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This week from AGU: Elegant landslides, hackable phones, and 3 research spotlights

July 27, 2016


New York's cold temperatures linked to destructive storms in Spain

In a new study, researchers analyzed over 100 years of data to show a link between severe cold spells in the northeastern United States and strong storms in western Europe.

The Landslide Blog

A recent earthquake generated landslides in Chile

A magnitude 6.1 earthquake occurred in the Atacama Desert on Monday. We know little about landslide activity during earthquakes in very arid conditions, so this is a technically interesting event.

Three new fascinating landslide videos

As Asia reels under extraordinary rainfall under strong monsoon conditions, three new, interesting landslide videos have appeared on YouTube. The first shows a rather elegant rockslide.

Augmented Reality Turns a Sandbox into a Geoscience Lesson

Superimposing responsive digital effects onto sand in a sandbox places educators, students, and policy makers in an augmented reality, offering a hands-on way to explore geoscience processes.

Research Spotlights A cluster of water seeps on Mars?

The discovery of dense concentrations of recurring flow-like features in two Valles Marineris chasms could aid in the search for life and influence future exploration of the Red Planet, according to a new study published in the Journal of Geophysical Research: Planets.

Your phone, tablet, and computer aren't safe from hackers

Cables and circuitry inside your gadgets' screens act as accidental antennae that broadcast screens' contents. A new study, published in the journal Radio Science, says these security risks should be fixed before hackers exploit it.

Volcanic Eruptions Stir an Already Complex Atmosphere

A new study of Earth's atmospheric response to major volcanic eruptions, published in Geophysical Research Letters, seeks to reconcile contradictions between observations and climate models.
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Related Accidental Antennae Articles:

Bee antennae offer links between the evolution of social behavior and communication
As bees' social behavior evolved, their complex chemical communication systems evolved in concert, according to a study published online by the journal Proceedings of the National Academy of Sciences.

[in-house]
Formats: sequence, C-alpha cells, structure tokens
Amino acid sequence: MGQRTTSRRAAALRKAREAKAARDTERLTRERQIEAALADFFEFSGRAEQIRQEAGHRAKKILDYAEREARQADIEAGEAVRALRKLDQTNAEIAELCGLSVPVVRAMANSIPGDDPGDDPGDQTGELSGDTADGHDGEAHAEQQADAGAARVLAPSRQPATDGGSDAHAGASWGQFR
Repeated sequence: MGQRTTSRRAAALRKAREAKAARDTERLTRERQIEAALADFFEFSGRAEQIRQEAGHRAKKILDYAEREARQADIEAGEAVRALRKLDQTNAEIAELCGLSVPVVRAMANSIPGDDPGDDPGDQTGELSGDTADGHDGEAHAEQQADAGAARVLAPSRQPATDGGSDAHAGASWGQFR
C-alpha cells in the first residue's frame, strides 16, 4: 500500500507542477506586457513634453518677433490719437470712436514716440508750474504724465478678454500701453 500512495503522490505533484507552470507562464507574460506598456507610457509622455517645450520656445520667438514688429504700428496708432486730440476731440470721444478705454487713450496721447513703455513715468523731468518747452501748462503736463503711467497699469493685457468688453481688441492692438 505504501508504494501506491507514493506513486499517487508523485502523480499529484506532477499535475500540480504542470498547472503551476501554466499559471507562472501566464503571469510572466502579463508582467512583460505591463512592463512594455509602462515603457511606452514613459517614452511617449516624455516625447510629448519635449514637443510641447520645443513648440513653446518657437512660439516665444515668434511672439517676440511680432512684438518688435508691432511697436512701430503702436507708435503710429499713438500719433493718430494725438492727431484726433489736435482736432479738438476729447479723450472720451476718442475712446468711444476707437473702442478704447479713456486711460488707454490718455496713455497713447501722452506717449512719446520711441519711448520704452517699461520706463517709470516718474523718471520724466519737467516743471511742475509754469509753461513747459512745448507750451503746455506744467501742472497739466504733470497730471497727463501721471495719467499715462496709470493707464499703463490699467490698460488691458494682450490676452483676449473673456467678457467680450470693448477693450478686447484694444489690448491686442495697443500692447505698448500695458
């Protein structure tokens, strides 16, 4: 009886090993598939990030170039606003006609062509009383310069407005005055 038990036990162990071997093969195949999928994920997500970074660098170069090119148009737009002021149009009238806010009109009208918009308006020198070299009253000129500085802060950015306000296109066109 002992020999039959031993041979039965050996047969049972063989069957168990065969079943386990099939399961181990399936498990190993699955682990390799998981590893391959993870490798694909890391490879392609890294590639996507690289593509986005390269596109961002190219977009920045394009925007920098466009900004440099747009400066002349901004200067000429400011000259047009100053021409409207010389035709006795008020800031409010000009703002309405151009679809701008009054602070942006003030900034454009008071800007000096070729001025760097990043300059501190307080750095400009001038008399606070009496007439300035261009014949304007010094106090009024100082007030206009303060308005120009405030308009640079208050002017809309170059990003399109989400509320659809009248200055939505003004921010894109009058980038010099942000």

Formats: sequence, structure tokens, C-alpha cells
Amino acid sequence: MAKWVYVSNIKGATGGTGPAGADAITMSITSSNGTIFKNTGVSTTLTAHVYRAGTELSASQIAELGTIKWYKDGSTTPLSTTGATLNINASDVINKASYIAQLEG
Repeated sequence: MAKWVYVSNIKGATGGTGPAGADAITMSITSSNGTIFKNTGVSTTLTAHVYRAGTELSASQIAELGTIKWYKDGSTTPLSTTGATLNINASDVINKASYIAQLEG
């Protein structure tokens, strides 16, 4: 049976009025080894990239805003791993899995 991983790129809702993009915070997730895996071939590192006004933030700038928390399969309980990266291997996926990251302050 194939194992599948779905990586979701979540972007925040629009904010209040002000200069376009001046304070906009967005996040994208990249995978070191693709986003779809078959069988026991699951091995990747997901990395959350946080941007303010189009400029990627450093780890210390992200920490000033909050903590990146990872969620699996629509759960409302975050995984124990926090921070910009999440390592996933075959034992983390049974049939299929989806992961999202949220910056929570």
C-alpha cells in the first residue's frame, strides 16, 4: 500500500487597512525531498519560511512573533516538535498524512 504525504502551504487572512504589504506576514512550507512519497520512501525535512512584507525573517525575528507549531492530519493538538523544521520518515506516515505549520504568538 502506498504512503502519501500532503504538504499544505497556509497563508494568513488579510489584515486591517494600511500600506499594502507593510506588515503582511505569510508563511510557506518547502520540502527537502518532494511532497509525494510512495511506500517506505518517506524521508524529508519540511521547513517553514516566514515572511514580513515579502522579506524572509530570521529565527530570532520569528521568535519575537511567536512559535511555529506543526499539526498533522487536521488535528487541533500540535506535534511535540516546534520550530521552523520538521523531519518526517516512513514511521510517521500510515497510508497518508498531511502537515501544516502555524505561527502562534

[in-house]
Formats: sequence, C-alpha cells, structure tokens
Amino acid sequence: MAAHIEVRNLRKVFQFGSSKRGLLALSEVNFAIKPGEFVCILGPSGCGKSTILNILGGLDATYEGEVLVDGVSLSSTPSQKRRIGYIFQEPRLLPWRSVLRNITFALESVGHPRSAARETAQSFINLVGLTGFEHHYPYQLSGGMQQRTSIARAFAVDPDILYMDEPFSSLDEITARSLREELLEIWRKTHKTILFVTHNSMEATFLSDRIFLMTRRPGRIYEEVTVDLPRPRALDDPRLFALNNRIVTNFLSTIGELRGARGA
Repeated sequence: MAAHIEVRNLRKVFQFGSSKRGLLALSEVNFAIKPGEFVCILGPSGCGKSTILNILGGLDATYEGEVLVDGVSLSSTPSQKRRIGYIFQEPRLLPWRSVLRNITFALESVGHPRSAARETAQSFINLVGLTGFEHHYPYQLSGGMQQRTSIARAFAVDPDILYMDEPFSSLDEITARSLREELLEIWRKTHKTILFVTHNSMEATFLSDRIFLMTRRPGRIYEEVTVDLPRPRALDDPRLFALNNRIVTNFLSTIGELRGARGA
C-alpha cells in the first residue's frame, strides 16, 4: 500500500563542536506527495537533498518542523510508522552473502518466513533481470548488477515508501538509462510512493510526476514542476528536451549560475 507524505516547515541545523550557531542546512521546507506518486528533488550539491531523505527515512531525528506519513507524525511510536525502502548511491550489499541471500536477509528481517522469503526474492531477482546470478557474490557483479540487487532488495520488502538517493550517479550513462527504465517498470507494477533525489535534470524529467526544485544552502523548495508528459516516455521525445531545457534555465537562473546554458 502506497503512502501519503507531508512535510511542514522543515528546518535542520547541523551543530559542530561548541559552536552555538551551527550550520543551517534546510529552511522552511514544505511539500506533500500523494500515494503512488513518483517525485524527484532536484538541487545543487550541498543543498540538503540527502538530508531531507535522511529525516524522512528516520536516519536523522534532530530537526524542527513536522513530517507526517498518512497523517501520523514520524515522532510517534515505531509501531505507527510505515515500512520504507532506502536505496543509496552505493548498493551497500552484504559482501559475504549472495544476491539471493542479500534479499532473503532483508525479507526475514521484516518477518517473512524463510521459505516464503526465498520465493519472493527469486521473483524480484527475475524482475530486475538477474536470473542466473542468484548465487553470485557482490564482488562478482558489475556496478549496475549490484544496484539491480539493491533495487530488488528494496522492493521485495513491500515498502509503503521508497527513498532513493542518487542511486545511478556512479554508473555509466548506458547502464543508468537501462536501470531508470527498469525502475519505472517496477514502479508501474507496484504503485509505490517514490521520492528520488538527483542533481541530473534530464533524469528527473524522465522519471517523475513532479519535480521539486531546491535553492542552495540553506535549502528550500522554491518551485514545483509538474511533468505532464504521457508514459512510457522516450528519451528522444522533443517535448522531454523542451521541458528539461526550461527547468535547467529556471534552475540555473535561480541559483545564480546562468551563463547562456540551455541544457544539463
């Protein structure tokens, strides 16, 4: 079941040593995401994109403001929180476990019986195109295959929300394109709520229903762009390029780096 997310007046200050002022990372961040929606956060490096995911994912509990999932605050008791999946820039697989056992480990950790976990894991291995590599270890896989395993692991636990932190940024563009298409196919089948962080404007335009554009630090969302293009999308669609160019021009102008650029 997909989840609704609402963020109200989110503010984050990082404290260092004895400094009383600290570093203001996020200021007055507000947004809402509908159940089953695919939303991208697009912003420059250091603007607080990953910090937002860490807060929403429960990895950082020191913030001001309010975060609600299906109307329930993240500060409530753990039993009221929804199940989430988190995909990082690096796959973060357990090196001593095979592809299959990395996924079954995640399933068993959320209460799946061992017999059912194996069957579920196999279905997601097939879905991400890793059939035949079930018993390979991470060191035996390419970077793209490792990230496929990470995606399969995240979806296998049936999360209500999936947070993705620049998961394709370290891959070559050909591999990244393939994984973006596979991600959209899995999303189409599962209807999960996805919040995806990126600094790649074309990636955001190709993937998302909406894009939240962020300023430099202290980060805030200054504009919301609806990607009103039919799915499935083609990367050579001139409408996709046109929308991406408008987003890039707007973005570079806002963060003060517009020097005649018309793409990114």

Darwin was right: Females prefer sex with good listeners
Almost 150 years after Charles Darwin first proposed a little-known prediction from his theory of sexual selection, researchers have found that male moths with larger antennae are better at detecting female signals.
Clues as to why cockroaches are so prolific
Asexual reproduction increases when female cockroaches are housed as a group, not alone, enabling them to maintain a colony for at least three years without a male's contribution.
First movie of energy transfer in photosynthesis solves decades-old debate
Using ultrafast imaging of moving energy in photosynthesis, scientists have determined the speed of crucial processes for the first time.
New research reveals accidental making of 'Patient Zero' myth during 1980s AIDS crisis
A combination of historical and genetic research reveals the error and hype that led to the coining of the term 'Patient Zero' and the blaming of one man for the spread of HIV across North America.
Accidental discoveries that went boom (video)
Chemistry typically involves precise measurements and careful testing in order to get significant results.
This week from AGU: Elegant landslides, hackable phones, and 3 research spotlights
This Week from AGU: elegant landslides, hackable phones, and 3 research spotlights.
Moving objects and flowing air: How bees position their antennae during flight
During flight, bees need to position their antennae carefully to get accurate information about the speed of air flowing past their bodies.
Scientists crack secrets of the monarch butterfly's internal compass
Researchers have cracked the secret of the internal, genetically encoded compass that millions of monarch butterflies use to determine the direction -- southwest -- they should fly each fall to reach central Mexico.
Ant antennae provide vital ID information: Study
University of Melbourne scientists have shone a new light into the complexities of ant communication, with the discovery that ants not only pick up information through their antennae, but also use them to convey social signals.

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